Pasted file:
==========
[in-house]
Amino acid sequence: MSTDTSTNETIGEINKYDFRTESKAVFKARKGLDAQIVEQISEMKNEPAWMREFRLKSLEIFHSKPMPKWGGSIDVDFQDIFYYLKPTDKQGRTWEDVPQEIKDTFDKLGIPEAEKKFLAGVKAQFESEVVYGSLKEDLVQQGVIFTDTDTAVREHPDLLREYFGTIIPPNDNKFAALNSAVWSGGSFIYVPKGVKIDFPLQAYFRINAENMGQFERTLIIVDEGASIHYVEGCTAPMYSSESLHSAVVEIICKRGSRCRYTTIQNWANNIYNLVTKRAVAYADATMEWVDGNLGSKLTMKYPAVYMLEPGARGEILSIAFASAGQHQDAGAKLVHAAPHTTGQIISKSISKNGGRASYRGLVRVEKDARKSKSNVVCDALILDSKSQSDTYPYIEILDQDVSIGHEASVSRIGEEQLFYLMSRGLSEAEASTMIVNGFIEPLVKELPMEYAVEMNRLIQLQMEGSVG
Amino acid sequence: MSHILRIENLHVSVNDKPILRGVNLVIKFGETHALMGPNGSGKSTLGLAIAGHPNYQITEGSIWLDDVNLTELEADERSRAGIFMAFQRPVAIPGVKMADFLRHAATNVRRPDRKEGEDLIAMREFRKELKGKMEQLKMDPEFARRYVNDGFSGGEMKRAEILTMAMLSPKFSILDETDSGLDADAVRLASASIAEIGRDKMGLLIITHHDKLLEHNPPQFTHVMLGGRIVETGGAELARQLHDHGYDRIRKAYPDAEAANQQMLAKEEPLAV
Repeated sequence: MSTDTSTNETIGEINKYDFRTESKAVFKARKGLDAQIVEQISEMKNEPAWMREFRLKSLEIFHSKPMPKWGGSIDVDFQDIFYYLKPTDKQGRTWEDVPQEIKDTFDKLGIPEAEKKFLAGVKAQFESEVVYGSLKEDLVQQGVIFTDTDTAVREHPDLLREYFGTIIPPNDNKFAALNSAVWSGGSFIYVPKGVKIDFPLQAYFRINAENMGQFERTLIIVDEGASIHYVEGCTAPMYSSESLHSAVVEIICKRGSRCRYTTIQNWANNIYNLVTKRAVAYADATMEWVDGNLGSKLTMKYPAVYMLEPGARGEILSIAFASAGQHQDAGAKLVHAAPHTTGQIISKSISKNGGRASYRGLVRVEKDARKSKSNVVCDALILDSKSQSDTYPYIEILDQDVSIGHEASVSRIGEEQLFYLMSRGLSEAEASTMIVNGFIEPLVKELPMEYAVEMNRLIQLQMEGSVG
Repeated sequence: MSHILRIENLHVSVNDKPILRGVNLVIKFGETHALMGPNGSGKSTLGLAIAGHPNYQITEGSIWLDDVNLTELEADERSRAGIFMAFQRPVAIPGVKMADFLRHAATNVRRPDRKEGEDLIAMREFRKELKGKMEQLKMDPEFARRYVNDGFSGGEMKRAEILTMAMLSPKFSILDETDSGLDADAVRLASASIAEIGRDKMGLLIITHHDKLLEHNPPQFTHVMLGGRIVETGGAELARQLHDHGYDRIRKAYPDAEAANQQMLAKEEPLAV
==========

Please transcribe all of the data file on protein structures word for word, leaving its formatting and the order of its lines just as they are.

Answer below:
[in-house]
Amino acid sequence: MSTDTSTNETIGEINKYDFRTESKAVFKARKGLDAQIVEQISEMKNEPAWMREFRLKSLEIFHSKPMPKWGGSIDVDFQDIFYYLKPTDKQGRTWEDVPQEIKDTFDKLGIPEAEKKFLAGVKAQFESEVVYGSLKEDLVQQGVIFTDTDTAVREHPDLLREYFGTIIPPNDNKFAALNSAVWSGGSFIYVPKGVKIDFPLQAYFRINAENMGQFERTLIIVDEGASIHYVEGCTAPMYSSESLHSAVVEIICKRGSRCRYTTIQNWANNIYNLVTKRAVAYADATMEWVDGNLGSKLTMKYPAVYMLEPGARGEILSIAFASAGQHQDAGAKLVHAAPHTTGQIISKSISKNGGRASYRGLVRVEKDARKSKSNVVCDALILDSKSQSDTYPYIEILDQDVSIGHEASVSRIGEEQLFYLMSRGLSEAEASTMIVNGFIEPLVKELPMEYAVEMNRLIQLQMEGSVG
Amino acid sequence: MSHILRIENLHVSVNDKPILRGVNLVIKFGETHALMGPNGSGKSTLGLAIAGHPNYQITEGSIWLDDVNLTELEADERSRAGIFMAFQRPVAIPGVKMADFLRHAATNVRRPDRKEGEDLIAMREFRKELKGKMEQLKMDPEFARRYVNDGFSGGEMKRAEILTMAMLSPKFSILDETDSGLDADAVRLASASIAEIGRDKMGLLIITHHDKLLEHNPPQFTHVMLGGRIVETGGAELARQLHDHGYDRIRKAYPDAEAANQQMLAKEEPLAV
Repeated sequence: MSTDTSTNETIGEINKYDFRTESKAVFKARKGLDAQIVEQISEMKNEPAWMREFRLKSLEIFHSKPMPKWGGSIDVDFQDIFYYLKPTDKQGRTWEDVPQEIKDTFDKLGIPEAEKKFLAGVKAQFESEVVYGSLKEDLVQQGVIFTDTDTAVREHPDLLREYFGTIIPPNDNKFAALNSAVWSGGSFIYVPKGVKIDFPLQAYFRINAENMGQFERTLIIVDEGASIHYVEGCTAPMYSSESLHSAVVEIICKRGSRCRYTTIQNWANNIYNLVTKRAVAYADATMEWVDGNLGSKLTMKYPAVYMLEPGARGEILSIAFASAGQHQDAGAKLVHAAPHTTGQIISKSISKNGGRASYRGLVRVEKDARKSKSNVVCDALILDSKSQSDTYPYIEILDQDVSIGHEASVSRIGEEQLFYLMSRGLSEAEASTMIVNGFIEPLVKELPMEYAVEMNRLIQLQMEGSVG
Repeated sequence: MSHILRIENLHVSVNDKPILRGVNLVIKFGETHALMGPNGSGKSTLGLAIAGHPNYQITEGSIWLDDVNLTELEADERSRAGIFMAFQRPVAIPGVKMADFLRHAATNVRRPDRKEGEDLIAMREFRKELKGKMEQLKMDPEFARRYVNDGFSGGEMKRAEILTMAMLSPKFSILDETDSGLDADAVRLASASIAEIGRDKMGLLIITHHDKLLEHNPPQFTHVMLGGRIVETGGAELARQLHDHGYDRIRKAYPDAEAANQQMLAKEEPLAV